Nebraska will have its high school finals rodeo, although at a new location
The Nebraska High School Finals Rodeo has a change of venue, thanks to the COVID-19 pandemic.
The state finals has been held in Hastings at the Adams Co. Fairgrounds for nearly twenty years, but due to the virus and Adams County’s hotspot status, the fairgrounds released the high school association from its contract, saying they were not able to host the event.
So Mark Jensen, a director on the state association, pitched the idea to his hometown of Burwell. With a large rodeo arena, facility and plenty of space at the Garfield County Fairgrounds and the PRCA sanctioned Nebraska’s Big Rodeo, Burwell was happy to accommodate them.
The high school finals will be held June 17-20, as previously planned.
At one point, the association wasn’t even sure they would be allowed to hold a state finals. When asked during one of his daily press conferences if youth rodeo could proceed, Governor Pete Ricketts had said no. But on May 21, he changed his tune and said non-contact and low contact sports, including golf, tennis, volleyball and rodeo, could take place.
The governor also increased the number of people who could gather, from ten to 25, with venues being allowed to host up to 25 percent of their occupancy as long as they social distance, with a maximum crowd size of 3,000 people.
The stands at Nebraska’s Big Rodeo arena seat 12,000 people, so spectators will be allowed, Jensen said. And with the fairgrounds consisting of nearly 120 acres, there will be plenty of room to spread out trailers and horses.
The association has been working with the Loup Basin Public Health Department in Burwell, with guidelines in place for the event. Jason Mathis, president of the association, hopes that by mid-June, when the rodeo takes place, more restrictions will be lifted, making for fewer guidelines.
The state finals will be a welcome finale to a spring rodeo season that’s been nearly nonexistent.
With thirteen regular season rodeos on the schedule, only two will be held, both in Harrison this weekend. Crawford had planned on hosting a rodeo May 31, but it was canceled on Wednesday, due to direct health measures from its health department.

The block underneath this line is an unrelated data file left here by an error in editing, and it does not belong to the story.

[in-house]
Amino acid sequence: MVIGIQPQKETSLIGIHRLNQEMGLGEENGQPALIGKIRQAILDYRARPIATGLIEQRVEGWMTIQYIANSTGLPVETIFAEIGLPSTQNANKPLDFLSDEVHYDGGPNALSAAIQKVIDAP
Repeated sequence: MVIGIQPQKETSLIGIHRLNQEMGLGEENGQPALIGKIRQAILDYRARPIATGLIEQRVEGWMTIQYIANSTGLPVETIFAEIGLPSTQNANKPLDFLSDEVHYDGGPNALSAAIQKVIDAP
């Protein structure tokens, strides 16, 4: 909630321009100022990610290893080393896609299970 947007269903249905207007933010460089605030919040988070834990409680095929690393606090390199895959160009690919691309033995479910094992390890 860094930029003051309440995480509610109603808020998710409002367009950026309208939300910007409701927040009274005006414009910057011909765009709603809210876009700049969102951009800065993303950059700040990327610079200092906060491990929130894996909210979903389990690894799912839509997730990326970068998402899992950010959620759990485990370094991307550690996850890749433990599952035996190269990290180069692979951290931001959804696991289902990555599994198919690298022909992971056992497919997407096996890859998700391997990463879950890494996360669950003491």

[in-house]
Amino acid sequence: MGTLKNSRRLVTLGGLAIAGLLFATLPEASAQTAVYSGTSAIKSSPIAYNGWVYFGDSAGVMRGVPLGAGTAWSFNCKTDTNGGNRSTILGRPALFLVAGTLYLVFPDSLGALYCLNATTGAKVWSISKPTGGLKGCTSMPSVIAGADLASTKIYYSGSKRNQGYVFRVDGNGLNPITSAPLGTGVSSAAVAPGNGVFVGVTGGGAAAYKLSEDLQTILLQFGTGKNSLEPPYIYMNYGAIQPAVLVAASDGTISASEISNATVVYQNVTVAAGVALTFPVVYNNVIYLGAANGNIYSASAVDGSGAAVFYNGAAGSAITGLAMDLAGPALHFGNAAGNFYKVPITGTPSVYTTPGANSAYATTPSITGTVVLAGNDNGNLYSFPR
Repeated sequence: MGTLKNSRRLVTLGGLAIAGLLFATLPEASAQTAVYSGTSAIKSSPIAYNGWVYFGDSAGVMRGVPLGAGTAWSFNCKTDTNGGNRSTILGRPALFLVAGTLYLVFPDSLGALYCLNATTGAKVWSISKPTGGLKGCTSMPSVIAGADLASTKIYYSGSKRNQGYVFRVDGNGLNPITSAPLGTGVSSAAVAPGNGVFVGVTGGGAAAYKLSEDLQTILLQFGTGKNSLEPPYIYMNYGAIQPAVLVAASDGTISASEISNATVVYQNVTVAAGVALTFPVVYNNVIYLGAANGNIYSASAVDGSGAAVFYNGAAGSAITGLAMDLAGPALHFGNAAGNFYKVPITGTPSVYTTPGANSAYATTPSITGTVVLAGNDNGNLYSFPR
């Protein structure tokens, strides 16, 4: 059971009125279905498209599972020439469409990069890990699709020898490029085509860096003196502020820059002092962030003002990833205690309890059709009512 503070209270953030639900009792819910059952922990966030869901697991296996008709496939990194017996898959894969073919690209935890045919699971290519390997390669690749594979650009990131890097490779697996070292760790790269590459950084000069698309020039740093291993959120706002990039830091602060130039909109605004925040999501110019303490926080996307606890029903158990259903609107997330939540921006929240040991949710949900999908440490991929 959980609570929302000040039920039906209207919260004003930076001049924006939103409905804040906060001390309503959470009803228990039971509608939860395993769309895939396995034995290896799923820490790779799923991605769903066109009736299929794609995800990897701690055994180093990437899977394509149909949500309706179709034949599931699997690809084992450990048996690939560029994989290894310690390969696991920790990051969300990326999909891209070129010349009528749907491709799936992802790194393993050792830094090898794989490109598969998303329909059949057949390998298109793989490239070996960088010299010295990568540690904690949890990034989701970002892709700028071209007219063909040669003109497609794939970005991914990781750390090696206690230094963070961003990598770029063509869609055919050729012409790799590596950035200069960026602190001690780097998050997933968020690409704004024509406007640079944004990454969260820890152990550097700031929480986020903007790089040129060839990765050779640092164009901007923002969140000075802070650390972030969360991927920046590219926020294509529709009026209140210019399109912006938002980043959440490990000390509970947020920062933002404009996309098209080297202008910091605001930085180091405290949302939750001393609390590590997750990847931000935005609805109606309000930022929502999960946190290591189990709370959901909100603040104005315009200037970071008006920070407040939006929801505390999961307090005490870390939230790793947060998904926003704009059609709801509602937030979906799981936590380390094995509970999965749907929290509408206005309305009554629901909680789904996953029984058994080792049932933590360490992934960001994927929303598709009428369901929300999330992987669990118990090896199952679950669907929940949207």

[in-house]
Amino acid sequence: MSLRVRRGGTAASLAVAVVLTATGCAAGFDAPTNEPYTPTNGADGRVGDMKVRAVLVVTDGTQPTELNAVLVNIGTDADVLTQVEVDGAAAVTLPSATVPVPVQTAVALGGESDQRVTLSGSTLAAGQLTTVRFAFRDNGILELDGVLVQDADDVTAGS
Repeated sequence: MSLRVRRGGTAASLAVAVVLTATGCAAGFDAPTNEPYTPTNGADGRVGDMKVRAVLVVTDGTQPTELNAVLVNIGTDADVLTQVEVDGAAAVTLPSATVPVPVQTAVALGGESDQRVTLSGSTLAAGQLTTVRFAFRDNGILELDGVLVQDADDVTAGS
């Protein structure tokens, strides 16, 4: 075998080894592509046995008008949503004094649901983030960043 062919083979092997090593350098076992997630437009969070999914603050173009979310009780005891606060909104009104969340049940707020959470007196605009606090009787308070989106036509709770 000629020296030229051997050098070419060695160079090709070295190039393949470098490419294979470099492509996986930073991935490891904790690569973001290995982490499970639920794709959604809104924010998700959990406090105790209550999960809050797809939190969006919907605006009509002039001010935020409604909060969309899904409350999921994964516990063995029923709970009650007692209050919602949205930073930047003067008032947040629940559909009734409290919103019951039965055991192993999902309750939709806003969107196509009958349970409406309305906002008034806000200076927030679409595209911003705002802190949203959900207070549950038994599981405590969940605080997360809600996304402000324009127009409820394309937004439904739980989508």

Not knowing what will happen has been frustrating, said Eric Ravenscroft, vice-president of the association. “It’s a waiting game, to see what we can and can’t do. At one time, we thought we wouldn’t have any spring rodeos. Then a week later, the governor opened them up.”
Even though they’re unsure of what the final health measure guidelines will look like, Mathis and Ravenscroft both said they would be enforced at state finals. “Take responsibility for yourself and do the right thing,” Ravenscroft said. “One thing I’ve always been impressed by, with high school rodeo kids from any state, is that if you tell a group of kids how it should be done and what’s expected of them, they’ll do it. And that’s one thing we don’t want to tarnish, the high quality that high school rodeo kids are.”
Mathis doesn’t want to jeopardize the state finals by people not following guidelines. “If you’re fighting that hard to have the state finals, you probably should follow the guidelines. I’d hate to have somebody shut it down halfway through because people aren’t being very smart about it.”
Mathis said kids are ready to rodeo, and parents are ready to take their kids to a rodeo.
“It feels good (to know there will be a state finals). People are anxious to get out and about and have that opportunity. I know a lot of kids are chomping at the bit to go to one.”
He’s hoping restrictions aren’t too oppressive. “We’re hoping they lift restrictions enough so that we don’t have to have too much of a hassle and people can enjoy it.
“But I think people will enjoy it, either way.”
More information about the Nebraska High School Rodeo Association can be found online at http://www.hsrodeo-nebraska.com.
As of press time, the National High School Finals, to be held in Lincoln July 19-25, are still planned.
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